The Tories have an age problem. In June’s general election, some two-thirds of British voters aged 18-25 voted Labour. Only one in five voted Conservative. That’s got the party worried — and rightly so.
Once upon a time, statistics like these were easier to dismiss. Young people might lean left rather than right, but since so many of them couldn’t be bothered to actually turn up at polling stations on the day, did it really matter? And weren’t they bound to see sense as they got older anyway?
Well, no actually. There is some evidence that people become slightly more conservative as they get older, but this “life-cycle” effect is potentially offset by a “cohort effect” — the idea that, since generations carry their early political preferences with them as they age, any party that loses young voters will pay a high price as time passes.
Seen from this perspective, last summer’s election is even more worrying for the Tories than it appeared at first glance.
True, they beat Labour hands down (59 percent to 23 percent) when it came to the over 65s, and comfortably (47 percent to 33 percent) when it came to those aged 55 to 64.
But among those aged between 45 to 54, Labour drew level (taking 39 percent to the Conservatives’ 40 percent). And what’s most alarming: Among 35- to 44-year-olds, Labour won by 50 percent to 30 percent, and among 25- to 34-year-olds, it led by 58 percent to 22 percent.
Admittedly, younger people — and not only in the U.K. — still vote in significantly smaller numbers than older generations. But in the 2017 election, the gap between young and old narrowed noticeably.
Wandering around and talking to people at the Conservative Party conference in Manchester, it’s obvious that a fair number of Tories know they have a problem and are beginning to wonder what they can do.
And yet, just when you think the Conservatives might figure something out, along comes a minister — in this case, self-sabotaging failed leadership contender Andrea Leadsom — to provide yet another face-palm moment.
Speaking about the brave new world that Brexit apparently constitutes for Britain’s young people (most of whom voted against it), she reassured them that “For some of you it may feel scary. But for me, on your behalf, it’s really exciting.”
If that weren’t patronizing enough, she went on to remind them of “the incredible advances in medical science, where your generation will have things fixed by robots — isn’t that extraordinary? Not only that, but probably your raspberries will be picked by robots.”
Perhaps some young adults — yes, they are adults, not toddlers — can’t wait to munch on machine-harvested fruit while recovering from android-assisted surgery. But knowing a few of them as I do in my day job as a university lecturer, I doubt that such a vision will prove sufficient to assuage their anxieties about securing a decent job.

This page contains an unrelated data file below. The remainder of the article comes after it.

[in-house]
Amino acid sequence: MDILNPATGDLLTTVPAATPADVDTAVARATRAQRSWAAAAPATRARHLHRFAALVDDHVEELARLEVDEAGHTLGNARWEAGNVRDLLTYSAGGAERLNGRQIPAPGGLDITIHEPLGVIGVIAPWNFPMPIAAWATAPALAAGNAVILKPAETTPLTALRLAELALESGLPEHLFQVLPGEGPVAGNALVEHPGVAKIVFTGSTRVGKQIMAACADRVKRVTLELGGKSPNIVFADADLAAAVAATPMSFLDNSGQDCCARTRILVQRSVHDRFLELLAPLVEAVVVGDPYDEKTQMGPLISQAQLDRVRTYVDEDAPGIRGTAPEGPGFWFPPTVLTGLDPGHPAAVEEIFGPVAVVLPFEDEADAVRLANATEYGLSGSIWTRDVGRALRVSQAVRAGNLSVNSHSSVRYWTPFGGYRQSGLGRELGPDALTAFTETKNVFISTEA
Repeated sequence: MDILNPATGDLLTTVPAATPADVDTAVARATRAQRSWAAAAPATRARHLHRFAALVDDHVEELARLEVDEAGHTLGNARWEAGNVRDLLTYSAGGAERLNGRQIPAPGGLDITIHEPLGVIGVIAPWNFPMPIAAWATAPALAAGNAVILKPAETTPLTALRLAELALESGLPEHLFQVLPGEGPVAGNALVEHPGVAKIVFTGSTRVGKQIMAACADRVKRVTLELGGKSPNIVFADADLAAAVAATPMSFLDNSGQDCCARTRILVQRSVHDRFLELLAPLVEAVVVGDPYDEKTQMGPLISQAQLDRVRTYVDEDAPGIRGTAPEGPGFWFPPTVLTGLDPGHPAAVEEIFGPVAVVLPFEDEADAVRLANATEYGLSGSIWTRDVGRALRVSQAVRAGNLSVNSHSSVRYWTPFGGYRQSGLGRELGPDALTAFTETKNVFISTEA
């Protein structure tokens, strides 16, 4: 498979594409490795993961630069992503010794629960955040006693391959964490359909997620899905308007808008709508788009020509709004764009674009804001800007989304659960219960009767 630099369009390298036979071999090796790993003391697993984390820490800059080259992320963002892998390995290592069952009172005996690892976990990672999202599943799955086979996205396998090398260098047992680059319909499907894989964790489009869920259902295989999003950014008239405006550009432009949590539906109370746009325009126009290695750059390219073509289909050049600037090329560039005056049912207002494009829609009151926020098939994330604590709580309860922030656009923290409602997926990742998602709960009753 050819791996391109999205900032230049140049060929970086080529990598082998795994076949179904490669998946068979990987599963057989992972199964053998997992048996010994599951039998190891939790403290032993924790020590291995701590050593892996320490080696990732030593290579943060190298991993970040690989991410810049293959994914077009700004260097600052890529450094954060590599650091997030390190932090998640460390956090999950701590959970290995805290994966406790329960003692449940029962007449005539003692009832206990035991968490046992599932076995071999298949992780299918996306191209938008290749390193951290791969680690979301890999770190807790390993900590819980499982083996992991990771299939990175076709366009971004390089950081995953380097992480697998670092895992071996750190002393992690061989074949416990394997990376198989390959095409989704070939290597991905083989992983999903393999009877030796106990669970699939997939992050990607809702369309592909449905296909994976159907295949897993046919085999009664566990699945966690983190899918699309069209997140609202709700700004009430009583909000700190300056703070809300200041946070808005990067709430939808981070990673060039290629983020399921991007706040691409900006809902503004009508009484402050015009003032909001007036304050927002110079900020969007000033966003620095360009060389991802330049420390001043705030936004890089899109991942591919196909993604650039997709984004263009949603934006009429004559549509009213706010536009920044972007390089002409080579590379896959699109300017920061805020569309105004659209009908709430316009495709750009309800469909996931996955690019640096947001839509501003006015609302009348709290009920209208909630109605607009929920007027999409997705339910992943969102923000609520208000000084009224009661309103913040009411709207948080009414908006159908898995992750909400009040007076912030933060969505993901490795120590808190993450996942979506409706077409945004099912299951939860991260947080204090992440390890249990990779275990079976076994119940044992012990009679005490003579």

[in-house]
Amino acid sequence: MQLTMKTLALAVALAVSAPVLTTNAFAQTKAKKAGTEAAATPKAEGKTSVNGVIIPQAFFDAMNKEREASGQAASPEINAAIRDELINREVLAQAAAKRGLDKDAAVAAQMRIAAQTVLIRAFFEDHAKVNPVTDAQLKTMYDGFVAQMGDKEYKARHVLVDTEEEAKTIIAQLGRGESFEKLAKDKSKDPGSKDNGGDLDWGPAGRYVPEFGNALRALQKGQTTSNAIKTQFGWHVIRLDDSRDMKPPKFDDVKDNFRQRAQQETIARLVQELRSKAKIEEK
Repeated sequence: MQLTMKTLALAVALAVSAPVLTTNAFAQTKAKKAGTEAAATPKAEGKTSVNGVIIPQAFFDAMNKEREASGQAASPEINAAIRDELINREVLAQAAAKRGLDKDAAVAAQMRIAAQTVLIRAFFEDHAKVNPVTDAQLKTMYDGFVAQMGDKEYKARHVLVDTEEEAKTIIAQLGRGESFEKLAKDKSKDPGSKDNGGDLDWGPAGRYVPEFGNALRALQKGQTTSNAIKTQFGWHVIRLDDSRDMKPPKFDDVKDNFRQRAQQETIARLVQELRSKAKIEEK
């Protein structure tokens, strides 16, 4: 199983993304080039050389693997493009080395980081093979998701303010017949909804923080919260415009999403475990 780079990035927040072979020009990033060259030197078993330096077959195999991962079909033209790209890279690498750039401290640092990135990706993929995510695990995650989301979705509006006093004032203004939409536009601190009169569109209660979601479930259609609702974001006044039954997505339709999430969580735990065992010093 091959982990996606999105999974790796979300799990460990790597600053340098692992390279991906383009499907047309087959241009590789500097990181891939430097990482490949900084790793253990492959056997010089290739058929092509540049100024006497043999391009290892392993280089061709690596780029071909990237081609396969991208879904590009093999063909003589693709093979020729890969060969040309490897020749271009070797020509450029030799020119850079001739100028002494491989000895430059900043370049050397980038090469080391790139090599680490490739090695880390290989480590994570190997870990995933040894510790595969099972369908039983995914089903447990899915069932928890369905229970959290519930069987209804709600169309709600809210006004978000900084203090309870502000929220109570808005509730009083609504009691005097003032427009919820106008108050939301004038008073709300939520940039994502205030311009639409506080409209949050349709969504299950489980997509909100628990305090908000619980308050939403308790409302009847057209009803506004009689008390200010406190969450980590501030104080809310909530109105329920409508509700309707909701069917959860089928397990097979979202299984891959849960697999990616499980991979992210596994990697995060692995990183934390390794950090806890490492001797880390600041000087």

Nor will it do much for their paramount concern: getting on the country’s increasingly unaffordable — some would say broken — housing ladder.
They’re also understandably concerned that NHS waiting lists are getting longer and longer, and primary and secondary schools are losing resources.
The Tories will have to come up with something convincing to offer people in their 20s, 30s and 40s on bread-and-butter issues if they are to have any hope of clawing back some of the support they have lost to Labour in recent years.
And doing something about university tuition fees, as the government announced it would this week, won’t cut it. Drill down into post-election survey analysis, and you will see that young people have fled the Tories because they are anxious about their future — not just because they are current or former students.
Changing how the Conservatives look and sound — and, quite frankly, are — as a party might help too. Research by the ESRC-funded Party Members Project run by Queen Mary University of London and Sussex University, suggests that nearly seven in 10 grassroots Tories are men and nine in 10 are middle-class, as opposed to working-class. It also suggests that close to half of the party’s grassroots members are older than 65, while only a quarter are aged between 18 and 45.
Attracting younger members, as well as more working-class and female members, might help address another of the party’s challenges: their members’ ability to assist the party on social media compared to their Labour counterparts.
But, crucial as it is, upping the party’s game on Facebook and Twitter won’t be enough to win back young voters on its own. Neither will scrambling to set up some half-arsed equivalent to Labour’s Momentum. Nor, by the way, will replacing Theresa May with Boris Johnson or Jacob Rees-Mogg do the trick.
True, as Labour’s Jeremy Corbyn has shown, the right leader can help enthuse and mobilize young people. But in the end, a party needs to persuade them that it’s on their side. For the Tories, that prospect still seems an awfully long way off.
Originally published at https://www.politico.eu/article/omg-britains-tories-conservatives-party-are-so-old-demographics/